Principality Stadium, Wales’ national rugby arena in Cardiff, has been returned to the Welsh Rugby Union (WRU) after more than six months as a field hospital.
It will take another two months before the 74,000-capacity arena, which was officially opened as the Dragon’s Heart Hospital in April, is ready to again host events. Work is set to be completed in January just ahead of the start of the 2021 Guinness Six Nations series in early February.
Identified as a key part of NHS Wales’ response to COVID-19, it took just two weeks for more than 600 workers to transform the site from home of Welsh rugby to a field hospital that could accommodate up to 2,000 patients through collaboration between parties including Cardiff Council, Welsh Rugby Union and the Armed Forces. Just 46 patients were ultimately admitted to the hospital during the peak of the COVID-19 pandemic earlier this year.
Martin Driscoll, deputy chief executive at Cardiff and Vale University Health Board, said: “On behalf of CAVUHB and all of the staff and patients we provide services for, thank you for this incredible feat and for enabling us to reassure our communities we were prepared for whatever the pandemic threw at us, the DHH and its iconic place- the stadium has shown us team sport at its very best and this is true of how everyone responded – Diolch yn Fawr, thank you.”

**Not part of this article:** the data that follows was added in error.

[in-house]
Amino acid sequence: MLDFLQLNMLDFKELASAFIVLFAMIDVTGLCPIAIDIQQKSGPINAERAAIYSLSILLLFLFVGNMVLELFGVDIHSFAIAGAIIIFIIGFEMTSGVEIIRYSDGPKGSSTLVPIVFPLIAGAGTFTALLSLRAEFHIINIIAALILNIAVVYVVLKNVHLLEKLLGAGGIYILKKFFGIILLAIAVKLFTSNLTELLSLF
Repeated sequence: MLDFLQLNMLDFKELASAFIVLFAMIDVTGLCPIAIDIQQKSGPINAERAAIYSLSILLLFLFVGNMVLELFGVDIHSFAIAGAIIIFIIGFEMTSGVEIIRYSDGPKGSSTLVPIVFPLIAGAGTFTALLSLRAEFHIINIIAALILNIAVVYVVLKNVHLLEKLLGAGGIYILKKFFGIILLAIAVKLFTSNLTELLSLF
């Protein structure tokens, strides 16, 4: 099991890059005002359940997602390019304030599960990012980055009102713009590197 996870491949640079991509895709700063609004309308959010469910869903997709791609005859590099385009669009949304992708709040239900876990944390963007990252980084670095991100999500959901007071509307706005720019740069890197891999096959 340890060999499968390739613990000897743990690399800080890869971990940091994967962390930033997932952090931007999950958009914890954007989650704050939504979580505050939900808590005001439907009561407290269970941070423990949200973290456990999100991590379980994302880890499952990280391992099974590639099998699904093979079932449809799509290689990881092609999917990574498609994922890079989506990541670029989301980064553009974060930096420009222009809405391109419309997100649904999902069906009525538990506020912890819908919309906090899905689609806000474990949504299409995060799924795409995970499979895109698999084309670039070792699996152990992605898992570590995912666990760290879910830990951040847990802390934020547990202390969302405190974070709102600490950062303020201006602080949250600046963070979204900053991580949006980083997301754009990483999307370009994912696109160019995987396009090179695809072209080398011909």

The entire site – originally known as Millennium Stadium from 1999 to 2016 – was made available to the NHS, with facilities including an onsite pharmacy, mobile x-ray, CT scanners, and rehabilitation and support as part of the recovery process from the illness.
Patients were cared for by dedicated teams of Cardiff and Vale UHB staff, along with Wales Ambulance Service NHS Trust and St John’s Ambulance Cymru helping ensure patients were safely transferred.
Steve Phillips, CEO at WRU, said: “Being able to offer Principality Stadium to the National Health Service and Welsh Government to assist in the fight against COVID-19 has been a privilege. The Dragon’s Heart Hospital demonstrates the extent of successful collaboration and what can be achieved when people in Wales come together; and I’m extremely proud of the WRU staff who played a key part in the successful development and delivery of the temporary surge hospital within our stadium.
“We agreed with Cardiff and Vale University Health Board that the stadium was to be handed back to us mid-November and we can now begin work on reinstating the stadium, as we look forward to the Guinness Six Nations in 2021.”
Wales are playing their four home autumn international games at the 15,000-capacity Parc y Scarlets in Llanelli.
Image: Principality Stadium